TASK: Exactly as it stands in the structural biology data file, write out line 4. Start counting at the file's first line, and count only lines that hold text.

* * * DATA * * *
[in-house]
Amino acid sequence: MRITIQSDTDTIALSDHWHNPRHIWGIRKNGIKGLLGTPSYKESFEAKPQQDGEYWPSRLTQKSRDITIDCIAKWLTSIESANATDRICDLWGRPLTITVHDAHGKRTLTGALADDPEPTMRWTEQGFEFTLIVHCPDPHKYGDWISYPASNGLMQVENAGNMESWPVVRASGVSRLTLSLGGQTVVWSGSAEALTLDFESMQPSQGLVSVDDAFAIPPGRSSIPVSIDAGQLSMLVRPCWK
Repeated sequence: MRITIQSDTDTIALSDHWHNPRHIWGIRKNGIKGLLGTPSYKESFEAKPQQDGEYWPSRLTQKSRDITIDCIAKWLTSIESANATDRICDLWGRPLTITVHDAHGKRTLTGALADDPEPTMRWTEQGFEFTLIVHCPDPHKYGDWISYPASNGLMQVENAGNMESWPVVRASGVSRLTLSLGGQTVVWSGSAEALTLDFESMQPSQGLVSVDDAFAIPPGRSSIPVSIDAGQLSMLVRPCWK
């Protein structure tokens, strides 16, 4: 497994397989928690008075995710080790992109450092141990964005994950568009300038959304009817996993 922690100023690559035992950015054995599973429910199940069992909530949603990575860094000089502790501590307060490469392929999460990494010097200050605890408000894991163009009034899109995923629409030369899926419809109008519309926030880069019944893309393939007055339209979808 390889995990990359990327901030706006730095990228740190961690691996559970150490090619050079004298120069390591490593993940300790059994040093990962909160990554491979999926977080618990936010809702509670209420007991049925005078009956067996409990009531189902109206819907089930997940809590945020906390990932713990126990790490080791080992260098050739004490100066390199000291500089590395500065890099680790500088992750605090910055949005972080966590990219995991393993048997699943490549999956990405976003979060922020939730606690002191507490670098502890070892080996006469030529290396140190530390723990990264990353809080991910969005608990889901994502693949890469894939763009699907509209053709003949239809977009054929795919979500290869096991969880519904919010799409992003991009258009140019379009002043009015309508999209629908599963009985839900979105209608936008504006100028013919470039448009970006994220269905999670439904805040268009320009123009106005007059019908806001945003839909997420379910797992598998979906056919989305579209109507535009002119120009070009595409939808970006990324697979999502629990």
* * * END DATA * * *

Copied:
């Protein structure tokens, strides 16, 4: 497994397989928690008075995710080790992109450092141990964005994950568009300038959304009817996993 922690100023690559035992950015054995599973429910199940069992909530949603990575860094000089502790501590307060490469392929999460990494010097200050605890408000894991163009009034899109995923629409030369899926419809109008519309926030880069019944893309393939007055339209979808 390889995990990359990327901030706006730095990228740190961690691996559970150490090619050079004298120069390591490593993940300790059994040093990962909160990554491979999926977080618990936010809702509670209420007991049925005078009956067996409990009531189902109206819907089930997940809590945020906390990932713990126990790490080791080992260098050739004490100066390199000291500089590395500065890099680790500088992750605090910055949005972080966590990219995991393993048997699943490549999956990405976003979060922020939730606690002191507490670098502890070892080996006469030529290396140190530390723990990264990353809080991910969005608990889901994502693949890469894939763009699907509209053709003949239809977009054929795919979500290869096991969880519904919010799409992003991009258009140019379009002043009015309508999209629908599963009985839900979105209608936008504006100028013919470039448009970006994220269905999670439904805040268009320009123009106005007059019908806001945003839909997420379910797992598998979906056919989305579209109507535009002119120009070009595409939808970006990324697979999502629990």